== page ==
Is robbing underground Mafia clubs actually a crime? Rob the Mob investigates in this true story
They weren’t smart, but Tommy and Rosie Uva were gutsy and passionate. As John Gotti’s trial swept through the media’s eyes, the cunning duo mopped up funds from underground Mafia clubs, seemingly free of consequences.
Rob the Mob is distanced from public glamor. Tommy’s (Michael Pitt) inhibitions and broken family offer him nothing to lose, while Rosie’s (Nina Arianda) perkiness make up for her middling collection agency job. Enter desperation when employee bonuses dwindle and the couple face financial ruin.
Tommy is belligerent, offensive, and too impulsive. Pitt’s portrayal is that of an unlikable, low-end New Yorker split from common sense. Rob the Mob, penned by Johnathan Fernandez, is patiently in the midst of a build up to wrap Tommy in the fold of a folk hero, someone who swiped illicit funds with an internal gusto few would claim to have. Whether the effect works is purely personal.
Focus bends the camera toward leering mobsters including Big Al (Andy Garcia) who in some way, almost appreciate the brashness of the masked robber. Al’s fading leadership in old age creates a character amidst a reconciliation for his past, a remorseful killer who (despite a pittance of scenes) is Rob the Mob’s dramatic center.
Otherwise the film is glorification of incompetent boldness. Tommy doesn’t know how to load a gun and still barges in to humiliate a connected group of hitmen, breaking stringent tension for a hit of comedy. Rob the Mob swings through genres wildly, ushering in romance and thriller aspects as it pieces together this early ’90s true story. Material is uprooted by an uncomfortable and plodding first act which turns the feature lopsided.
Ray Romano pops up as a reporter, again an interesting side character flattened by a lack of scripting behind him. Wrestling with ethics and the front page exposure he gave this labeled “Bonnie & Clyde” pair, Romano’s Jerry Cardozo is an attractive narrative hook discarded for more sentimental blandness with Tommy and Rosie.
Rob the Mob seems to bend reality with fictitious characterization, plentiful when in regards to Dave Lovell (Griffin Dunne) as a reformed career criminal turned department manager whose wild flamboyancy is too ecstatic to take seriously. Lightening the mood is disaster when misused, a direction Rob the Mob often steers toward without being fearful of the consequences. Maybe the film is matching Tommy and Rosie’s brazen disregard for the rules too.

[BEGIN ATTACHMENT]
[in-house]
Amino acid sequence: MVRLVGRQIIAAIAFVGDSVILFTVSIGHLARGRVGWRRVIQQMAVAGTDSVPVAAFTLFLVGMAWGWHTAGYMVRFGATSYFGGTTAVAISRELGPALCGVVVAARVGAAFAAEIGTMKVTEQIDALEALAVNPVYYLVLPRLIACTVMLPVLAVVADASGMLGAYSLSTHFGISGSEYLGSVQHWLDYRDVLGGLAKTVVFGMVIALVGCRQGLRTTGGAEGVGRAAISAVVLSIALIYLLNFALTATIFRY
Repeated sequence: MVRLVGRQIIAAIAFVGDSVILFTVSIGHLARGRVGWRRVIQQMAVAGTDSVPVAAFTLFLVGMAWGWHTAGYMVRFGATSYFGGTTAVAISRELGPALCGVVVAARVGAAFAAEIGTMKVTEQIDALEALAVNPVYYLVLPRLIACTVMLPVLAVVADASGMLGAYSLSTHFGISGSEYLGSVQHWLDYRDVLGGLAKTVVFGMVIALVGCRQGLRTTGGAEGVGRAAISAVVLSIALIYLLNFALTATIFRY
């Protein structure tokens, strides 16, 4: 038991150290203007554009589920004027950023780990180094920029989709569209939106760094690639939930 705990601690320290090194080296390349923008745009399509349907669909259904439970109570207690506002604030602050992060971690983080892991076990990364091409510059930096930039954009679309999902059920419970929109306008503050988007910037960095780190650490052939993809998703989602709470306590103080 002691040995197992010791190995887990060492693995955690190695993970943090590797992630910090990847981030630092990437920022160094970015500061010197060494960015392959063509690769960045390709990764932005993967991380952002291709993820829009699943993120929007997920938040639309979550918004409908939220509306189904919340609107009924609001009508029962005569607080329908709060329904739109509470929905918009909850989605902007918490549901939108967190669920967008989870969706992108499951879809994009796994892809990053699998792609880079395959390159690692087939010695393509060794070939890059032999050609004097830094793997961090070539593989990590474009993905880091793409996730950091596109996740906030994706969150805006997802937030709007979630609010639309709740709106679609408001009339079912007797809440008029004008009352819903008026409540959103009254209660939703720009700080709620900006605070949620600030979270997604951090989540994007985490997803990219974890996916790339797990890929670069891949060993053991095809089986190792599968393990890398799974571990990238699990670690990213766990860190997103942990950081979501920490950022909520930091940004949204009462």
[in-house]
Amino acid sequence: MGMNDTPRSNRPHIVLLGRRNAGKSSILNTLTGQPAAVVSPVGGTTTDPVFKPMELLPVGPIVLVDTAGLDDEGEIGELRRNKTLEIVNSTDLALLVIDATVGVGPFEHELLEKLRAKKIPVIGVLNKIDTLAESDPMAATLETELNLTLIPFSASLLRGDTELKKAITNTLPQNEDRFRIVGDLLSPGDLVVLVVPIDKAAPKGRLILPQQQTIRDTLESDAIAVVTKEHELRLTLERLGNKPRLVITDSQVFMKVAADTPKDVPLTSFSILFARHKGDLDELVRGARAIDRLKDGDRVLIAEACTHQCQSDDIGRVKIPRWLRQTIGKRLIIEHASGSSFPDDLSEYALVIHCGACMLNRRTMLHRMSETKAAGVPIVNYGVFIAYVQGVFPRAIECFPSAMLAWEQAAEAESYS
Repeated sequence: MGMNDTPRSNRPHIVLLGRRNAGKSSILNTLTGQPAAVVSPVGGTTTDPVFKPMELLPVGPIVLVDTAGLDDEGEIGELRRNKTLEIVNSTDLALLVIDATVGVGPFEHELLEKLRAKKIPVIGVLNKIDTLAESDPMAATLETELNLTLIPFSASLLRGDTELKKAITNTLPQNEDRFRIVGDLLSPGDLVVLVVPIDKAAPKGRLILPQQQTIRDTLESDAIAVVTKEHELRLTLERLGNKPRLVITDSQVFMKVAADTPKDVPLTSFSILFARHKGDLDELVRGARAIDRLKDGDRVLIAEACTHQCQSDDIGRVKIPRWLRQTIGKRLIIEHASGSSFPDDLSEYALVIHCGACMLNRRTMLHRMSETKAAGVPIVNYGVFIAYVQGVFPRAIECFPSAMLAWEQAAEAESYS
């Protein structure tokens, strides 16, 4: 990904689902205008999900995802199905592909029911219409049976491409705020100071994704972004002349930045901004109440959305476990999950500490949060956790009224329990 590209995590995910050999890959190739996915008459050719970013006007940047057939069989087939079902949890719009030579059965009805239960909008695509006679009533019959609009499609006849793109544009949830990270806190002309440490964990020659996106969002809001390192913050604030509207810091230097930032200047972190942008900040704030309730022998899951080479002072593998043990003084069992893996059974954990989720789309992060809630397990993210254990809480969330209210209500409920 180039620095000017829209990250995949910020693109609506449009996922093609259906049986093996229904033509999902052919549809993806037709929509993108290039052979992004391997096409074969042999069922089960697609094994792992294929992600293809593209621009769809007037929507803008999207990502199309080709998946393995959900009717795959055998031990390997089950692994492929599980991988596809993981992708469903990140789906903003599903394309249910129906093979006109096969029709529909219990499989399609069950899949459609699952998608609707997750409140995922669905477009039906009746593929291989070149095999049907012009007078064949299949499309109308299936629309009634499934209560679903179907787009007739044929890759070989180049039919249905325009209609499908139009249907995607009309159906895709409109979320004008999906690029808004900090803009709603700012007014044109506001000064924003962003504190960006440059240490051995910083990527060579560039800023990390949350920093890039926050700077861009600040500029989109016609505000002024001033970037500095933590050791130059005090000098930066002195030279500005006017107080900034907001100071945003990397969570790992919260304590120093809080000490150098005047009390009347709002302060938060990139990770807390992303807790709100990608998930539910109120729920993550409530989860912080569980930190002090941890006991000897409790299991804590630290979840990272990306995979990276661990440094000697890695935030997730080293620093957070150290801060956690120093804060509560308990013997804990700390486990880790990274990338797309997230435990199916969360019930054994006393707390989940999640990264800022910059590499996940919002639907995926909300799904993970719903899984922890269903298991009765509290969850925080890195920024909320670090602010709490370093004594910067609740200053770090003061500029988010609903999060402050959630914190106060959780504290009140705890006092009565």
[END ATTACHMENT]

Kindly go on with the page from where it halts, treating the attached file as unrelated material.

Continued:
Framing seems tight as this Blu-ray opens, possibly the cause of cropping. 16×9 (presented on the disc) and outside listings of 2.35:1 create a conflict without a definitive source. Either way, the disc from Millennium feels scrunched when cinematography turns wide and close-ups have an exaggerated stuffiness to them.
Potentially fumbled aspect ratio aside, Rob the Mob is coded with AVC, presenting a consistent layer of mild noise which reaches a handful of annoying peaks. Clarity is otherwise stern, with zooms well textured and tightly resolved. Digital tinkering saps life from scenes inside of an office, floundering in detail reproduction and revealing a non-film source.
In conjunction with filtering, further alteration squeezes in plentiful layers of orange, warming imagery before being chilled as needed in dour sequences. Rob the Mob is romanticized amongst its balmy facade, and flesh tones won’t escape even if they rarely fall into garish tans. When allowed, primaries will strike but are typically blasted by post-production alterations.
Overall, this feature appears faded, with sapped black levels often adhering a level of haze to each shot, especially exteriors. This graying matches the downtrodden look at this smudgy New York area, effective in creating mood if robbing shots of natural visual appeal. The trade-off is passable.
Rob the Mob may be DoBlu’s first ever review to be built without a single audio notation behind it. Despite the sonic clamor of big city life, audio design is fine with sitting back. Street side is voided of natural ambiance and stray gunfire hardly works into stereo channels. Apparently, it’s comfortable with the center speaker.
Millennium’s TrueHD mix may be happy with the work, yet it’s unsatisfying labor. There is no fun, no stereo split away from music, and no surround materials to take notice of. Blah.
Director Raymond De Felitta seats himself behind the mic for commentary duties, a bonus highlight when the rest of the slate are three separated deleted scenes and a trailer.
Full disclosure: This Blu-ray was provided to us for review. This has not affected the editorial process. For more information on how we handle review material, please visit our about us page to learn more.
Click on the images below for full resolution screen captures taken directly from the Blu-ray. Images have not been altered in any way during the process.